Crane admits to being "a bad Buddhist . . . a broken Buddhist," and his version of Buddhism places more value on sex than on meditation. His "penis quest," as his daughter calls it, sailing through a near-hurricane, lurking in Paris, and finally wandering through the Mongolian desert, does not go unfulfilled. Crane's hook-up with a Mongolian girl slightly older than his daughter is not funny or romantic but sad. His neediness is enormous, as though he is attempting to fill an emptiness that will require filling again immediately by a different girl in a different place because love has failed him, or he has failed at love. He is equal parts fear of death and hopeless love of life, always "greedy for sensation."
Unfortunately, the book, like Crane's life, wanders aimlessly. He doesn't know why he travels, except that "Go!" is the one imperative he is capable of obeying. Writing has become his home. Although his prose is often startlingly good, ultimately he has little of value to offer readers. His book lacks a clear premise and ends somewhat abruptly, as if he has satisfied his word count and can finally get his editor off his back.
Faith and Science
Crane considers himself a citizen of the world because he can't stay in one place. Claiming that title with greater nobility is the Dalai Lama, whose latest book, The Universe in a Single Atom: The Convergence of Science and Spirituality (Morgan Road, $24.95), attempts to improve the relationship between science and faith for the sake of the whole "human family." He writes as a humble student whose childhood fascination with a pocket watch and movie projectors -- things that seemed "miraculous" -- led to a life-long pursuit of scientific knowledge.
The Dalai Lama cautions against a worldview based solely on science because it cannot explain or address "the entire spectrum of reality," including such perplexing concepts as consciousness, morality and creativity. Yet he provides concrete examples of his own faith being strengthened by scientific studies and advises that some outdated Buddhist teachings, such as the flat-Earth "Abhidharma cosmology" and the "rudimentary physics of its early atomic theories" be brought in line with scientific discoveries. He also hopes that Buddhist expertise in the discipline of meditation may help advance scientific studies of consciousness.
But his greatest concern, because of science's life-changing potential (especially in the "new genetics"), is that we allow morality to guide our scientific endeavors and "bring our spirituality, the full richness and simple wholesomeness of our basic human values, to bear upon the course of science and the direction of technology in human society." Readers concerned with the interplay between science and religion will find this book a valuable and stimulating addition to their discussions.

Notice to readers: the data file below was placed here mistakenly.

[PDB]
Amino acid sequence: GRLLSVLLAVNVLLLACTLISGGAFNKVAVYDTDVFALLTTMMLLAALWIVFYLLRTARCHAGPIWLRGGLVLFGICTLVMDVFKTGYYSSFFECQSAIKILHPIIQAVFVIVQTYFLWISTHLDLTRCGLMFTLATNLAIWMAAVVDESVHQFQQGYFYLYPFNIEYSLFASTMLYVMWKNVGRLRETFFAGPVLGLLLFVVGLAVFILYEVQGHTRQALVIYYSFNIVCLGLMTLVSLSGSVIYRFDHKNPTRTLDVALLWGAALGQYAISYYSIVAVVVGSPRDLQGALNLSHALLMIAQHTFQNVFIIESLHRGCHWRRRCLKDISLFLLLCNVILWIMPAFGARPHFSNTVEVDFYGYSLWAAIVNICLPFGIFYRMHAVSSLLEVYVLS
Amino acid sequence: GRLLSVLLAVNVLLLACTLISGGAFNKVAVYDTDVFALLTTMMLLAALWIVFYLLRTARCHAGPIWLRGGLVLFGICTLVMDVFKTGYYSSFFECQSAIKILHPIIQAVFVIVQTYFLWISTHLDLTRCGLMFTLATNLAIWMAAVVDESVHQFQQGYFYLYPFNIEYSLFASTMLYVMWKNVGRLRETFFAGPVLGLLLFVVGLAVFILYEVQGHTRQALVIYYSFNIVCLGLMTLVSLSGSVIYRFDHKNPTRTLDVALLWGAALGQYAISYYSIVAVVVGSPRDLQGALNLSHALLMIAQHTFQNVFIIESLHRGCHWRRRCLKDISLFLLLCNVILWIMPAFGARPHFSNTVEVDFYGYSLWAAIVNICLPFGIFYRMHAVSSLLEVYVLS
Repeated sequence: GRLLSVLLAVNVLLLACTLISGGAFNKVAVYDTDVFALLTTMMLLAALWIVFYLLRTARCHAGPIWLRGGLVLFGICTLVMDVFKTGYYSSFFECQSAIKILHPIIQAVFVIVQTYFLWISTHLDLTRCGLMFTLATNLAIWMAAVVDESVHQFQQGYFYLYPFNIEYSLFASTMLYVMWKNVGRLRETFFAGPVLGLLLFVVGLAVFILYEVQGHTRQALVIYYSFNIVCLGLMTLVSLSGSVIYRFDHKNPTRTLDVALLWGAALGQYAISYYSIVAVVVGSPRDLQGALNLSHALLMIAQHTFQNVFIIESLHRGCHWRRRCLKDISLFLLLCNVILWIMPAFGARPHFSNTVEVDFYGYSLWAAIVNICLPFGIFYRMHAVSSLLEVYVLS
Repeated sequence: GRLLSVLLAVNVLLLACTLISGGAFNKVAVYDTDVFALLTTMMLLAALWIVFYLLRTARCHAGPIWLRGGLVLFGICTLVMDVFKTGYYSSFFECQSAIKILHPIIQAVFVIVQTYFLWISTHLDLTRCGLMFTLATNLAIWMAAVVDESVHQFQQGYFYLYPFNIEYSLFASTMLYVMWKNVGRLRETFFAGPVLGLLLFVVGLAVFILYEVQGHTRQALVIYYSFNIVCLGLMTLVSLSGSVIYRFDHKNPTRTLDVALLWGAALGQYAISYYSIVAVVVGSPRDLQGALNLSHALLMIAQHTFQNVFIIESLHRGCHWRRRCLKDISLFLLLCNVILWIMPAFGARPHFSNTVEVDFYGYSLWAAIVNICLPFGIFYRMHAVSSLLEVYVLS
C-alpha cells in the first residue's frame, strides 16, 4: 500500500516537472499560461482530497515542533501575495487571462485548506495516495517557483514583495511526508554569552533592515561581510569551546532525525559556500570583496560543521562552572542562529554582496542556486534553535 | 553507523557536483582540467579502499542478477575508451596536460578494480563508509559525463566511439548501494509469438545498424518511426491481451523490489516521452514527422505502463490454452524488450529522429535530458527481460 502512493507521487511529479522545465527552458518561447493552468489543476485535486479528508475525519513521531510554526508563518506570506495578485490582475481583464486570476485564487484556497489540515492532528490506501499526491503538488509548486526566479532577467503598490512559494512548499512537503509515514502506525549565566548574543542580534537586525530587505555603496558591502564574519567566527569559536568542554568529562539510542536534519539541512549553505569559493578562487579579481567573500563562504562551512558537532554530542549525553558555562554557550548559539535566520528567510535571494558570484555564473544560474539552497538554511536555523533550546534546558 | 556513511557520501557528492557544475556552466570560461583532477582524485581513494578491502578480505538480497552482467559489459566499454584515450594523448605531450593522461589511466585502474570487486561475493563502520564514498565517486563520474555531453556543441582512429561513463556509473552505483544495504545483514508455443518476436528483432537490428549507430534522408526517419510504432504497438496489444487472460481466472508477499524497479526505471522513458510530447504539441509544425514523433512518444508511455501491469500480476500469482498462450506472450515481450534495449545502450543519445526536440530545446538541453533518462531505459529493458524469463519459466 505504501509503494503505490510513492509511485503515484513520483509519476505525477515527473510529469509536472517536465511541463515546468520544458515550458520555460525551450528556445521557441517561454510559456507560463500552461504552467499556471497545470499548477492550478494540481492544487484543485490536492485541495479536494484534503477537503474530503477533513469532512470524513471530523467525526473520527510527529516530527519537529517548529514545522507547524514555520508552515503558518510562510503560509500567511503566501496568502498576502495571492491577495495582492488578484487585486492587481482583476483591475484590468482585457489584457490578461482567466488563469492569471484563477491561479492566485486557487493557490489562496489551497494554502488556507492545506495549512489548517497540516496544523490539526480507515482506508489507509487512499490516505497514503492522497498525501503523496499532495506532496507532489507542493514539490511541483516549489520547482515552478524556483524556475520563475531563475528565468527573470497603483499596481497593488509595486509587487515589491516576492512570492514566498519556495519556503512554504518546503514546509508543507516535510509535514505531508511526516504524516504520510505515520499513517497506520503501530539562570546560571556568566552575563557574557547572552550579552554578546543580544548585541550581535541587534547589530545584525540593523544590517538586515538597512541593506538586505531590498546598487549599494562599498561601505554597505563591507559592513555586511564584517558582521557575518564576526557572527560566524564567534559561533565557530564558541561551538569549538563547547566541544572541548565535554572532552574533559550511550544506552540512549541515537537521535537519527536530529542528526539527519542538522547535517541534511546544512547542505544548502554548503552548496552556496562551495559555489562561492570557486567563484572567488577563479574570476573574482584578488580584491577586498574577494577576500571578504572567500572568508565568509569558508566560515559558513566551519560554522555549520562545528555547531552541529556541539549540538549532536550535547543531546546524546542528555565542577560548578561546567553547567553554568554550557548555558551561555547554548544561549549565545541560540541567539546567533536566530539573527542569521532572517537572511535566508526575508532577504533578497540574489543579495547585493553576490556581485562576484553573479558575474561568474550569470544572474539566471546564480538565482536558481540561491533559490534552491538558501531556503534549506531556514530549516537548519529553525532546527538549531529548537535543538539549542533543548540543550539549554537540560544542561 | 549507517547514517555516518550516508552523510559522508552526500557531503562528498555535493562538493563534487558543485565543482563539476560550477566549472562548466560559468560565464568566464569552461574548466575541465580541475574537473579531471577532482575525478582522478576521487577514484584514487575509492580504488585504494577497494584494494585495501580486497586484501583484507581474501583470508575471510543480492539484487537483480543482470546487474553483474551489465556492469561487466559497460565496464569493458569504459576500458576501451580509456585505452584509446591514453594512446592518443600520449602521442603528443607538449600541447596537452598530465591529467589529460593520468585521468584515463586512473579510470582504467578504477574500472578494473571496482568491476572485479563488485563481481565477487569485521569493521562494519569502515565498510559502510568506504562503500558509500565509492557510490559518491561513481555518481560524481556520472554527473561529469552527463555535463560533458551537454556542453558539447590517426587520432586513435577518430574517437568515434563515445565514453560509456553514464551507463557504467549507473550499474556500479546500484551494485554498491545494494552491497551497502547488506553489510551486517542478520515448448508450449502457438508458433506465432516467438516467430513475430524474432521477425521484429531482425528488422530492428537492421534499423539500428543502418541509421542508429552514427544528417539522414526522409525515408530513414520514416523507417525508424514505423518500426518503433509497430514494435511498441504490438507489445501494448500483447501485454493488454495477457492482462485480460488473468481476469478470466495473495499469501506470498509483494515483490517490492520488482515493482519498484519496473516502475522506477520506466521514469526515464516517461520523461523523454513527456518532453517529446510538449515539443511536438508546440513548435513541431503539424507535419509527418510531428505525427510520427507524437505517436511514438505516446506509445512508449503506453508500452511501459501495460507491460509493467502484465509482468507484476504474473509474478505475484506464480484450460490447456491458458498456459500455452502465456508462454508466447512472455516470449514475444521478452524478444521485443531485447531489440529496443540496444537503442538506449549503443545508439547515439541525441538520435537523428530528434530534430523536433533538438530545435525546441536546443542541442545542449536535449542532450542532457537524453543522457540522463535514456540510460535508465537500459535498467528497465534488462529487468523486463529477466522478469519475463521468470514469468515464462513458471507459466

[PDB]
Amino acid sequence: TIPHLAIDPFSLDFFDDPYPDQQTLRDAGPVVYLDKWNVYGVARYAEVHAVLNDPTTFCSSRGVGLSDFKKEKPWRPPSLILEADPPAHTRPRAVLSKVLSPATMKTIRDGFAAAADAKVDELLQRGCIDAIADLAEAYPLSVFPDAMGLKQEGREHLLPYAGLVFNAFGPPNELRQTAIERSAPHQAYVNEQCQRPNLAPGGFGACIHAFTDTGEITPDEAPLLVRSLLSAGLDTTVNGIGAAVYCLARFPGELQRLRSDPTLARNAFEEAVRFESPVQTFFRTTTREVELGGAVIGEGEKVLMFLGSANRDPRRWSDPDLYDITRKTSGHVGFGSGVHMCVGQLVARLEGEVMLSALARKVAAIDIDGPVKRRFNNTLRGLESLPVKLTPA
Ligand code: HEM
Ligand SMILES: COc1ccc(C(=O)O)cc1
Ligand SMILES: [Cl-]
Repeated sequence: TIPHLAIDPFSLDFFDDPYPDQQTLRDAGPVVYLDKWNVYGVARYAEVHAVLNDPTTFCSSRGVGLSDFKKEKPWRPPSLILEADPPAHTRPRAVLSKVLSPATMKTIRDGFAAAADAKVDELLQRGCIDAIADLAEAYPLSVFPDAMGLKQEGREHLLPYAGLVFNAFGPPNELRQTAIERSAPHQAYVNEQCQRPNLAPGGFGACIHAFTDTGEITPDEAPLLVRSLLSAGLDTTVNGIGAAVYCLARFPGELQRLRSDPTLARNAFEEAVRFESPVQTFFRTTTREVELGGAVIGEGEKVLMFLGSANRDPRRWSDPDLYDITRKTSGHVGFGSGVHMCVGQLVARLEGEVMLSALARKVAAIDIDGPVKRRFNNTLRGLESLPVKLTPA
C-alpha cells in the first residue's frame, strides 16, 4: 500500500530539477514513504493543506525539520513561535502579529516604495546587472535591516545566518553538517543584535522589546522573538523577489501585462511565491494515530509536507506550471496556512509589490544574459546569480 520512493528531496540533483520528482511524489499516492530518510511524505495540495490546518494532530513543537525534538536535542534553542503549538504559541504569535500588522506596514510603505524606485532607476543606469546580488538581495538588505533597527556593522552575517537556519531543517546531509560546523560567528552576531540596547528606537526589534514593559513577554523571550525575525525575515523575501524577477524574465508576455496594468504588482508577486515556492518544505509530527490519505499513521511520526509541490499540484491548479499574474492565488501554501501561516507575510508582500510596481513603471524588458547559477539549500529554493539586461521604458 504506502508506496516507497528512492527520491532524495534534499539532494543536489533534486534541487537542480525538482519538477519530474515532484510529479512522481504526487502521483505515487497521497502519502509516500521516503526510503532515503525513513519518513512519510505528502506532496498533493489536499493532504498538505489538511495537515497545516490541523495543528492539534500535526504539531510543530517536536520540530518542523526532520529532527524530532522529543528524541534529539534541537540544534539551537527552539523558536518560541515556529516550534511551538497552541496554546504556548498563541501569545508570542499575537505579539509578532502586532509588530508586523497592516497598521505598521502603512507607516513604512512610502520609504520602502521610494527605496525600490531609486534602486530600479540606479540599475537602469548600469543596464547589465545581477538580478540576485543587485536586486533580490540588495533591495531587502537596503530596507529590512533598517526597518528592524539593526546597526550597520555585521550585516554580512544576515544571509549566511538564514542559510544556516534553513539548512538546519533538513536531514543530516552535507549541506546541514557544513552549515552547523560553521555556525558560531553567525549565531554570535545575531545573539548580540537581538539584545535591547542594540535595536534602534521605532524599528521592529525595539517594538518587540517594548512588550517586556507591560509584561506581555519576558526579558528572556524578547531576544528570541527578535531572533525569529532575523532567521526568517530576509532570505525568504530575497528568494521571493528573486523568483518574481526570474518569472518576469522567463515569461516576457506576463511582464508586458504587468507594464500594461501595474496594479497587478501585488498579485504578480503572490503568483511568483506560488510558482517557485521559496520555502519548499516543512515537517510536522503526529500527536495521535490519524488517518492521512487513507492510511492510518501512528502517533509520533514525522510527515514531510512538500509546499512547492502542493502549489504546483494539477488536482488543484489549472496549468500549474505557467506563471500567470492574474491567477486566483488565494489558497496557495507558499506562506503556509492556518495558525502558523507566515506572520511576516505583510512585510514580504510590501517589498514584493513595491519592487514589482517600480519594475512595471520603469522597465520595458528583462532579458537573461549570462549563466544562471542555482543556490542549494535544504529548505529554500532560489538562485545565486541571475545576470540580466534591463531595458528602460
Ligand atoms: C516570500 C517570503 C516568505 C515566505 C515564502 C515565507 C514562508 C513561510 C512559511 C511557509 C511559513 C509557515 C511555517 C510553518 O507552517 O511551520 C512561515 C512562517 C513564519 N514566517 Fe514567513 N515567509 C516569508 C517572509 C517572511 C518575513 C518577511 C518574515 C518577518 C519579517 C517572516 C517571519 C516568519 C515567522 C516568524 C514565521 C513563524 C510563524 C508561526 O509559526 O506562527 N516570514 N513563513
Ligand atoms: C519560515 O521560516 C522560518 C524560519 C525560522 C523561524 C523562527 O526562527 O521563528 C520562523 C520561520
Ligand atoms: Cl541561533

America's Spiritual History
Leigh Eric Schmidt's Restless Souls: The Making of American Spirituality (HarperSanFrancisco, $26.95) provides a detailed history of the development of spirituality in America. He demonstrates that the 21st-century seeker movement, in which people piece together elements of various faiths and philosophies to create their own unique brand of spirituality, grew out of 19th-century American roots.
A professor of religion at Princeton University and self-proclaimed Emersonian, Schmidt tells the compelling stories of hundreds of pilgrims (from the well-known Emerson, Whitman and Thoreau, to far lesser-known but equally intriguing characters), tracing countless books, events and philosophies (Transcendentalism, New Thought, spiritualism, Christian Science, Eastern religions) that shaped religious liberalism and drew this branch of American spiritual practice away from its Protestant roots. The movement's big idea endures, to the dismay of the orthodox among us: the belief that all religions are equal, and that individuals should be free to pick and choose from among their ideas and practices without being judged or casting judgment. Schmidt prizes the "depth and coherence" of this "progressive tradition" in which "the primacy of individual experience is joined to a whole web of spiritual practices and commitments."
Schmidt covers failures as well as successes -- including elements of crass individualism and consumerism, and the risk of allowing a philosophy of religious equality and freedom to morph into a bland, universal free-for-all devoid of the strengths that a diversity of faiths can provide. While not fully resolving these, Schmidt's book will prove a valuable handbook for those who want to understand the sources of American spirituality, as well as for modern-day seekers looking for guidance and historical perspective. *
Lori Smith is a freelance writer who covers religious publishing for Publishers Weekly.